The Vedic doctrine of Karma is the same as in Judaism and all other religions, that is to say, the purification of the mind through sacrifices and such other external means—and Buddha was the first man who stood against it. But the inner essence of the ideas remained as of old—look at that doctrine of mental exercises which he preached, and that mandate of his to believe in the Suttas instead of the Vedas. Caste also remained as of old (caste was not wholly obsolete at the time of Buddha), but it was now determined by personal qualifications; and those that were not believers in his religion were declared as heretics, all in the old style. “Heretic” was a very ancient word with the Buddhists, but then they never had recourse to the sword (good souls!) and had great toleration. Argument blew up the Vedas. But what is the proof of your religion? Well, put faith in it!—the same procedure as in all religions. It was however an imperative necessity of the times; and that was the reason of his having incarnated himself. His doctrine is like that of Kapila. But that of Shankara, how far more grand and rational! Buddha and Kapila are always saying the world is full of grief and nothing but that—flee from it—ay, for your life, do! Is happiness altogether absent here? It is a statement of the nature of what the Brahmos say—the world is full of happiness! There is grief, forsooth, but what can be done? Perchance some will suggest that grief itself will appear as happiness when you become used to it by constant suffering. Shankara does not take this line of argument. He says: This world is and is not—manifold yet one; I shall unravel its mystery—I shall know whether grief be there, or anything else; I do not flee from it as from a bugbear. I will know all about it as to the infinite pain that attends its search, well, I am embracing it in its fullest measure. Am I a beast that you frighten me with happiness and misery, decay and death, which are but the outcome of the senses? I will know about it—will give up my life for it. There is nothing to know about in this world—therefore, if there be anything beyond this relative existence—what the Lord Buddha has designated as Prajnâpâra—the transcendental—if such there be, I want that alone. Whether happiness attends it or grief, I do not care. What a lofty idea! How grand! The religion of Buddha has reared itself on the Upanishads, and upon that also the philosophy of Shankara. Only, Shankara had not the slightest bit of Buddha’s wonderful heart, dry intellect merely! For fear of the Tantras, for fear of the mob, in his attempt to cure a boil, he amputated the very arm itself! One has to write a big volume if one has to write about them at all—but I have neither the learning nor the leisure for it.
The Lord Buddha is my Ishta—my God. He preached no theory about Godhead—he was himself God, I fully believe it. But no one has the power to put a limit to God’s infinite glory. No, not even God Himself has the power to make Himself limited. The translation of the Gandâra-Sutta that you have made from the Suttanipâta, is excellent. In that book there is another Sutta—the Dhaniya-Sutta—which has got a similar idea. There are many passages in the Dhammapada too, with similar ideas. But that is at the last stage when one has got perfectly satisfied with knowledge and realisation, is the same under all circumstances and has gained mastery over his senses—”ज्ञानविज्ञानतृप्तात्मा कूटस्थो विजितेन्द्रियः” (Gita, VI. 8.). He who has not the least regard for his body as something to be taken care of—it is he who may roam about at pleasure like the mad elephant caring for naught. Whereas a puny creature like myself should practice devotion, sitting at one spot, till he attains realization; and then only should he behave like that; but it is a far-off question—very far indeed.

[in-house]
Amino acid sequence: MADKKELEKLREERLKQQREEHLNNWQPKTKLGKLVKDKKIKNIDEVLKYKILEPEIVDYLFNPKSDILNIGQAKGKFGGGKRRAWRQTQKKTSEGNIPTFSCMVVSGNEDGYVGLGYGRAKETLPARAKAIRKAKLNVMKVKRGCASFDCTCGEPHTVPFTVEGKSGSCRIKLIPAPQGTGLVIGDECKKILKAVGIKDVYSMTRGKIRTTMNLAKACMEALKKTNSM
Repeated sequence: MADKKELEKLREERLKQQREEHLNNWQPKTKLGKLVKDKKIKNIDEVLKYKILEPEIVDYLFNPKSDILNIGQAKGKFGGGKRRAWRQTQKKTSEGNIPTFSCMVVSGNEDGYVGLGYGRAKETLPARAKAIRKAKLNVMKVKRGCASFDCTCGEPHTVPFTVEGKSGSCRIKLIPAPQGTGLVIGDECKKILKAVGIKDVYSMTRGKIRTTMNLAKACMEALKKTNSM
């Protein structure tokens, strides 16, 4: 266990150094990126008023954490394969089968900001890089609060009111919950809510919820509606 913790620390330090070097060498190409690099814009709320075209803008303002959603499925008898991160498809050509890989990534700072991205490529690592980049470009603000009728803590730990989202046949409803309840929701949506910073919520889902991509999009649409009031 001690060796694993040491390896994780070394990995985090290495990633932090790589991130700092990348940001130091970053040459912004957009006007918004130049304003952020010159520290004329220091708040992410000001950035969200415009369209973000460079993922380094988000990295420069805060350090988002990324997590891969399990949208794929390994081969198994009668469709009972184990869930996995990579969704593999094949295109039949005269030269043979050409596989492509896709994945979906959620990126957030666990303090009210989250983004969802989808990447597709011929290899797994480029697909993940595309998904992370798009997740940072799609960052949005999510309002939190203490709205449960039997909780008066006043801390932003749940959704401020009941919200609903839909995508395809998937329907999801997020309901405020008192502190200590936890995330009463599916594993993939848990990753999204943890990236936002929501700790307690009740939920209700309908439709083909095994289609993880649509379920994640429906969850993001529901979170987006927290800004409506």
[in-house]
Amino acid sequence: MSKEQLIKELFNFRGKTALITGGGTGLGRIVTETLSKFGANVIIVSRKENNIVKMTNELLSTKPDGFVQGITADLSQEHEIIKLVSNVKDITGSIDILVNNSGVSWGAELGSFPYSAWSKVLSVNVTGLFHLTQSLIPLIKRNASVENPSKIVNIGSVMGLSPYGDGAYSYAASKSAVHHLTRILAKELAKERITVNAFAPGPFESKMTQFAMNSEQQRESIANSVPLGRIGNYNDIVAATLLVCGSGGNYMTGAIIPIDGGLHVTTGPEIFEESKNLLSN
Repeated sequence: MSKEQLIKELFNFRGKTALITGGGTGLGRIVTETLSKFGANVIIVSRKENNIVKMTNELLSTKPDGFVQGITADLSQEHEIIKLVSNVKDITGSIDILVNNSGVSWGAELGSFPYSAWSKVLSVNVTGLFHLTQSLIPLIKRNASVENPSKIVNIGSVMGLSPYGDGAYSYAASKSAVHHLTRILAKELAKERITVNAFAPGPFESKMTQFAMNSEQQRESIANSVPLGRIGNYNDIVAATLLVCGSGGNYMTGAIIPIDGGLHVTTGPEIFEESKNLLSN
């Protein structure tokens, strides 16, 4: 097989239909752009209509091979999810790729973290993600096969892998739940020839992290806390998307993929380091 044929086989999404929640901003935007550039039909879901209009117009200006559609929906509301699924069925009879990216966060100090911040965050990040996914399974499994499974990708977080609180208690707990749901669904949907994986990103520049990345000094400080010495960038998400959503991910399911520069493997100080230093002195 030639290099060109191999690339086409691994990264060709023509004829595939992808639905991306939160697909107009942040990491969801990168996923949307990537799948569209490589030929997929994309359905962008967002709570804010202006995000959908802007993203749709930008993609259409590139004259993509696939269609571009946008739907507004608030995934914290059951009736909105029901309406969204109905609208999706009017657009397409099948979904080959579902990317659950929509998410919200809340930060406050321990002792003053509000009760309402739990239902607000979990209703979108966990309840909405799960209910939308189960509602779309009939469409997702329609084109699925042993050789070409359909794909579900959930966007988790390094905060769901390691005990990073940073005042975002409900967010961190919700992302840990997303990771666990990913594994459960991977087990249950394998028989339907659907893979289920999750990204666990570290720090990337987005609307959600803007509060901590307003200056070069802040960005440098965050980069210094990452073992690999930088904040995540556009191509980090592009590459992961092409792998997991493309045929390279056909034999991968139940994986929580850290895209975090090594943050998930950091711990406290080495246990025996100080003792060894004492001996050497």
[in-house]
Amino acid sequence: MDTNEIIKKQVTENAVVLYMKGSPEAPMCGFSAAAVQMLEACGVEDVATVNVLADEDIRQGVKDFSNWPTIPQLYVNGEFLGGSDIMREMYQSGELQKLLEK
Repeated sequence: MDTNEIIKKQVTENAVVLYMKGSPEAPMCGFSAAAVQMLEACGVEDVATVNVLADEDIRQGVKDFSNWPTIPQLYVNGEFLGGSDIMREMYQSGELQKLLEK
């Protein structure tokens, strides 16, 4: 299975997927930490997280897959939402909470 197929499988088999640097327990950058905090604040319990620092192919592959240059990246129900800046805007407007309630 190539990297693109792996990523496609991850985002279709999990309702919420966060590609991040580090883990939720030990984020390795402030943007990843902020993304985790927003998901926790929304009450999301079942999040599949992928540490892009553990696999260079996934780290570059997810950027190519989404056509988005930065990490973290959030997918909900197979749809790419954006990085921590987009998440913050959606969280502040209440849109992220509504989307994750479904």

चिन्ताशून्यमदैन्यभैक्ष्यमशनं पानं सरिद्वारिषु
स्वातन्त्र्येण निरंकुशा स्थितिरभीर्निद्रा श्मशाने वने।
वस्त्रं क्षालनशोषणादिरहितं दिग्वास्तु शय्या मही
संचारो निगमान्तवीथिषु विदां क्रीडा परे ब्रह्मणि॥
दिगम्बरो वापि च साम्बरो वा
त्वगम्बरो वापि चिदम्बरस्थः।
उन्मत्तवद्वापि च बालवद्वा
—To a knower of Brahman food comes of itself, without effort—he drinks wherever he gets it. He roams at pleasure everywhere—he is fearless, sleeps sometimes in the forest, sometimes in a crematorium and, treads the Path which the Vedas have taken but whose end they have not seen. His body is like the sky; and he is guided, like a child, by others’ wishes; he is sometimes naked, sometimes in gorgeous clothes, and at times has only Jnana as his clothing; he behaves sometimes like a child, sometimes like a madman, and at other times again like a ghoul, indifferent to cleanliness.
I pray to the holy feet of our Guru that you may have that state, and you may wander like the rhinoceros.